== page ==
OVERSTREET v. Attorney General, State of Georgia, Respondent.

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United States Court of Appeals,Eleventh Circuit.

Johnny OVERSTREET, Jr., Petitioner–Appellant, v. WARDEN, Respondent–Appellee, Attorney General, State of Georgia, Respondent.

No. 13–14995.

Decided: January 27, 2016

Before MARTIN, ANDERSON and BLACK, Circuit Judges. Johnny Overstreet, Jr. Alamo, GA, pro se. Clint Christopher Malcolm, Paula Khristian Smith, Samuel Scott Olens, Georgia Department of Law, Atlanta, GA, for Respondent–Appellee.

Johnny Overstreet, Jr., a Georgia prisoner, appeals the district court's denial of his 28 U.S.C. § 2254 petition for writ of habeas corpus. This Court granted a certificate of appealability on the following issue:

Whether appellate counsel rendered ineffective assistance in failing to argue that there was insufficient evidence to support Overstreet's kidnapping convictions in light of Garza v. State, 284 Ga. 696, 670 S.E.2d 73, 78 (Ga.2008).

After careful review and with the benefit of oral argument, we answer the certified issue in the affirmative, reverse the order of the district court, and remand with instructions for the district court to issue the writ.

In 2007, a jury found Overstreet guilty of 35 counts arising from his role in armed robberies of five fast-food restaurants. Among Overstreet's convictions were four counts for kidnapping. The record shows1 that Overstreet's kidnapping convictions were based on Overstreet's leading the restaurant manager to the restaurant safe in a back room or office and then ordering the manager to open the safe. On two of the four occasions, before fleeing, Overstreet led the restaurant manager back to the front of the restaurant, where the remaining employees were being held. Under Georgia law at the time of Overstreet's conviction, Overstreet's moving the restaurant managers in this manner was sufficient to satisfy the asportation element of kidnapping. See Lyons v. State, 282 Ga. 588, 652 S.E.2d 525, 528 (Ga.2007) (“The requirement of asportation to prove kidnapping is satisfied if there is movement of the victim, however slight that movement is.”).

In 2008, the Georgia Supreme Court modified the test for asportation, overruling Lyons. Garza, 670 S.E.2d at 78. Under the new test, movement of a victim that is “part and parcel” of an independent crime, such as armed robbery, would generally not be considered asportation. Id. at 76 (discussing, as an example of a situation that should not constitute kidnapping, “the robber who forces his victim to move from one room to another in order to find a cashbox or open a safe”) (quotation omitted). This modification applied to any kidnapping conviction that had not yet been adjudicated on direct appeal. See Kollie v. State, 301 Ga.App. 534, 687 S.E.2d 869, 874 (Ga.App.2009).2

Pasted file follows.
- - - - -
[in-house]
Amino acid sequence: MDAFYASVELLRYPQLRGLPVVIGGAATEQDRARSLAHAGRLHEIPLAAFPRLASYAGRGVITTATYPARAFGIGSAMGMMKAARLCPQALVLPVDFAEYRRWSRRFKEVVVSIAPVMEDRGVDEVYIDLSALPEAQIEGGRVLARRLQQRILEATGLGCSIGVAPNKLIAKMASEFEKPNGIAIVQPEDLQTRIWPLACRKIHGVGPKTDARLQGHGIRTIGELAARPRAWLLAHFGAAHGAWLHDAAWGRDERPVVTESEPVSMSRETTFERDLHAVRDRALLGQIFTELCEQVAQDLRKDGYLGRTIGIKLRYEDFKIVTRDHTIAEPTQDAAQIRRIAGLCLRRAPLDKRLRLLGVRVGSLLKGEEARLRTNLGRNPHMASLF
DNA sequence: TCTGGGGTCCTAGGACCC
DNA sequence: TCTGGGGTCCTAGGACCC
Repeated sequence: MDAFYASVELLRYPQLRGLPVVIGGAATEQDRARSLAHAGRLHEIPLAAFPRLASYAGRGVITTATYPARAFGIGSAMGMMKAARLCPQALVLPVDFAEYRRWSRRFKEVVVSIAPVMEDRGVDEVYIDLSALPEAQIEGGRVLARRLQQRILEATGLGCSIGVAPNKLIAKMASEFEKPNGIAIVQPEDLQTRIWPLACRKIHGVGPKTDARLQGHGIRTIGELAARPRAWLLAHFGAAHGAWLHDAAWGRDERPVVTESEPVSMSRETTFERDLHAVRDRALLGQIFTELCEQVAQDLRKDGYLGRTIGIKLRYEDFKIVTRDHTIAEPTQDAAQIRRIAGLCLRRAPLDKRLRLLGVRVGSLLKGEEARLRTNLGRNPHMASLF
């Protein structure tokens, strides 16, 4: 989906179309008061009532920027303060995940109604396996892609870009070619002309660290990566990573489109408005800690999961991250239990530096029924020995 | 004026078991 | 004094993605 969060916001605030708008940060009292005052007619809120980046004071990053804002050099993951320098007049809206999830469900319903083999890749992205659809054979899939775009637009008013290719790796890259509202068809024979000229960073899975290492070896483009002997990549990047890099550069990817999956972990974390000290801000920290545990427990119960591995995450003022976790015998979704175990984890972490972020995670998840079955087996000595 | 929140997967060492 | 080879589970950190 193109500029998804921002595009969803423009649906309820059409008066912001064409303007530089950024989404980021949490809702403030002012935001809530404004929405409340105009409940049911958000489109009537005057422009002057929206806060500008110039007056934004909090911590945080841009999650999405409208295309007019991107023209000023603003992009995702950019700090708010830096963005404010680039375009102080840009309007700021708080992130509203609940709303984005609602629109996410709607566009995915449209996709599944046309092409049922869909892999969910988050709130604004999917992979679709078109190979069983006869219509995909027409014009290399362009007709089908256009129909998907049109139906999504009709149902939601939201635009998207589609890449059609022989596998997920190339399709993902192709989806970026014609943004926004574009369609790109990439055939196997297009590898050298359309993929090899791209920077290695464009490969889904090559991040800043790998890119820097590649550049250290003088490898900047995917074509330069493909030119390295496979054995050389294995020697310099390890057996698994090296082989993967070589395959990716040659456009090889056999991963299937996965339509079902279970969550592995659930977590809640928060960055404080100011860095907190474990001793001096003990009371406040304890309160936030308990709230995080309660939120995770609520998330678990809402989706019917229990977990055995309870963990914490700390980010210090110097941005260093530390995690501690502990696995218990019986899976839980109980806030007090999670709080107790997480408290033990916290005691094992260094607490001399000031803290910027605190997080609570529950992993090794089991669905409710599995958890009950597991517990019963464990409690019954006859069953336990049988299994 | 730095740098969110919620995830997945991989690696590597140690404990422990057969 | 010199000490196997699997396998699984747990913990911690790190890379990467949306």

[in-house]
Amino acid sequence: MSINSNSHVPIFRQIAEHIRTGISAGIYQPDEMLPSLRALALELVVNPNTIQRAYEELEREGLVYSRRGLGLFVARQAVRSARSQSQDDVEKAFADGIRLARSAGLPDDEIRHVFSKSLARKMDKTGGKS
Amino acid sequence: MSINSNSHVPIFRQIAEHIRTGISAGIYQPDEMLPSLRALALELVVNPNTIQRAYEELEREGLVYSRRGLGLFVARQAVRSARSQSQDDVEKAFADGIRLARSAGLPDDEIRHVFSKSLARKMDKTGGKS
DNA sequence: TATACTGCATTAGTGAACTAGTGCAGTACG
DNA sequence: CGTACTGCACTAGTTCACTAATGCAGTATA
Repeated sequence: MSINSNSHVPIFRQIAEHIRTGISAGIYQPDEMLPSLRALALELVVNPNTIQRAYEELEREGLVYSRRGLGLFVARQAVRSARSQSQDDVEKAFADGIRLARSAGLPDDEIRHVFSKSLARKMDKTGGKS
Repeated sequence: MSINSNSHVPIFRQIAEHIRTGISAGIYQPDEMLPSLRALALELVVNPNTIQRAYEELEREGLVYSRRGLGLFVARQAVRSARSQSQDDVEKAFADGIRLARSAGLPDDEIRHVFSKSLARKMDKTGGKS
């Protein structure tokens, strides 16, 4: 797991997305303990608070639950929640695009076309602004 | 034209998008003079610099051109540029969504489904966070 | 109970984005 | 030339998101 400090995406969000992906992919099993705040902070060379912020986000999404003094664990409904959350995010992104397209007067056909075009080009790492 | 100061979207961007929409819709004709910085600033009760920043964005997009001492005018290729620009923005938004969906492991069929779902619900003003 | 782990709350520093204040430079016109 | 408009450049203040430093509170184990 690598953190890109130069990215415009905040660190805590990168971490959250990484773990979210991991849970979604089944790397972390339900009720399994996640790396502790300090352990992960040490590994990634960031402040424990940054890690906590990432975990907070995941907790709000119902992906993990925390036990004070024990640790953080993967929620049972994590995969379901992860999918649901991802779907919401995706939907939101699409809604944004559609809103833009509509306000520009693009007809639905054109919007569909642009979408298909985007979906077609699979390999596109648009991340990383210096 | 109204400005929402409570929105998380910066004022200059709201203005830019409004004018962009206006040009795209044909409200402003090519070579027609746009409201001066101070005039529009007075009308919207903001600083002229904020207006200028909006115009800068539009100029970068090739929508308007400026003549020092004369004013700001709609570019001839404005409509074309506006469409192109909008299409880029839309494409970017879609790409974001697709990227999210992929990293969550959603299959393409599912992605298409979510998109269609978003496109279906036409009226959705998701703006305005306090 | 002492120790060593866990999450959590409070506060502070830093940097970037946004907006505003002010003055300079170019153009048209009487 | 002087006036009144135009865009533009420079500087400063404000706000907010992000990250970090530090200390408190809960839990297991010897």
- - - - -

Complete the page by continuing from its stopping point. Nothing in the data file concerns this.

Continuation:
In 2009, the Georgia Court of Appeals overturned several kidnapping convictions in which the movement of the victim was part and parcel of an armed robbery. Kollie, 687 S.E.2d at 875 (movement of victim to safe in back office then to front of restaurant); Grimes v. State, 297 Ga.App. 720, 678 S.E.2d 167, 168 (Ga.App.2009) (movement of victim from front of restaurant to money cabinet in back office, then to front cash register). Kollie and Grimes are substantially identical to the pertinent facts in Overstreet's case. See 687 S.E.2d at 873, 678 S.E.2d at 168. Likewise, Garza's example of “the robber who forces his victim to move from one room to another in order to find a cashbox or open a safe” is strikingly similar to the pertinent facts in Overstreet's case. Garza, 670 S.E.2d at 76 (quotation omitted). Garza, Grimes, and Kollie were all decided after Overstreet's conviction but before his direct appeal. Thus, as in Grimes and Kollie, Overstreet's kidnapping convictions were likely to be reversed on appeal.